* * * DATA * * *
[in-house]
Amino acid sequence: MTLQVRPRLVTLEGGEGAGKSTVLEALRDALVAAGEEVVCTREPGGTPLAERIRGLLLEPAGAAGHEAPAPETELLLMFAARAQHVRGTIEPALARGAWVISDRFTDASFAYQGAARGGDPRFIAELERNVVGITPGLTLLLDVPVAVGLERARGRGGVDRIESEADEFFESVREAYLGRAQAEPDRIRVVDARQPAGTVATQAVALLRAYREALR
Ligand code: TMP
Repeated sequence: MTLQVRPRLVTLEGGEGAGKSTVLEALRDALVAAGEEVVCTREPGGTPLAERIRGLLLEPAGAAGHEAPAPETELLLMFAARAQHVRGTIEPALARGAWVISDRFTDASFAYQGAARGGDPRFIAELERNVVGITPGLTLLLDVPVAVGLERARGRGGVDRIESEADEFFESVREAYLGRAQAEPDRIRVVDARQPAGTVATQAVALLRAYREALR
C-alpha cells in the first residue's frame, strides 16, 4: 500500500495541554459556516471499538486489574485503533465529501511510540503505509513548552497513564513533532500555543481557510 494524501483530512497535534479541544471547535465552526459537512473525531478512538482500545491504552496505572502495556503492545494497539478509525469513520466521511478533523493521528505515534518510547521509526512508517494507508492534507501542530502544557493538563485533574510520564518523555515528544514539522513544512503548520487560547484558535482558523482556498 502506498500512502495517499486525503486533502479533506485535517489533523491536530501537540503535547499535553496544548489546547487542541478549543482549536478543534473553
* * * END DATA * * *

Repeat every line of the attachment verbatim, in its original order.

[in-house]
Amino acid sequence: MTLQVRPRLVTLEGGEGAGKSTVLEALRDALVAAGEEVVCTREPGGTPLAERIRGLLLEPAGAAGHEAPAPETELLLMFAARAQHVRGTIEPALARGAWVISDRFTDASFAYQGAARGGDPRFIAELERNVVGITPGLTLLLDVPVAVGLERARGRGGVDRIESEADEFFESVREAYLGRAQAEPDRIRVVDARQPAGTVATQAVALLRAYREALR
Ligand code: TMP
Repeated sequence: MTLQVRPRLVTLEGGEGAGKSTVLEALRDALVAAGEEVVCTREPGGTPLAERIRGLLLEPAGAAGHEAPAPETELLLMFAARAQHVRGTIEPALARGAWVISDRFTDASFAYQGAARGGDPRFIAELERNVVGITPGLTLLLDVPVAVGLERARGRGGVDRIESEADEFFESVREAYLGRAQAEPDRIRVVDARQPAGTVATQAVALLRAYREALR
C-alpha cells in the first residue's frame, strides 16, 4: 500500500495541554459556516471499538486489574485503533465529501511510540503505509513548552497513564513533532500555543481557510 494524501483530512497535534479541544471547535465552526459537512473525531478512538482500545491504552496505572502495556503492545494497539478509525469513520466521511478533523493521528505515534518510547521509526512508517494507508492534507501542530502544557493538563485533574510520564518523555515528544514539522513544512503548520487560547484558535482558523482556498 502506498500512502495517499486525503486533502479533506485535517489533523491536530501537540503535547499535553496544548489546547487542541478549543482549536478543534473553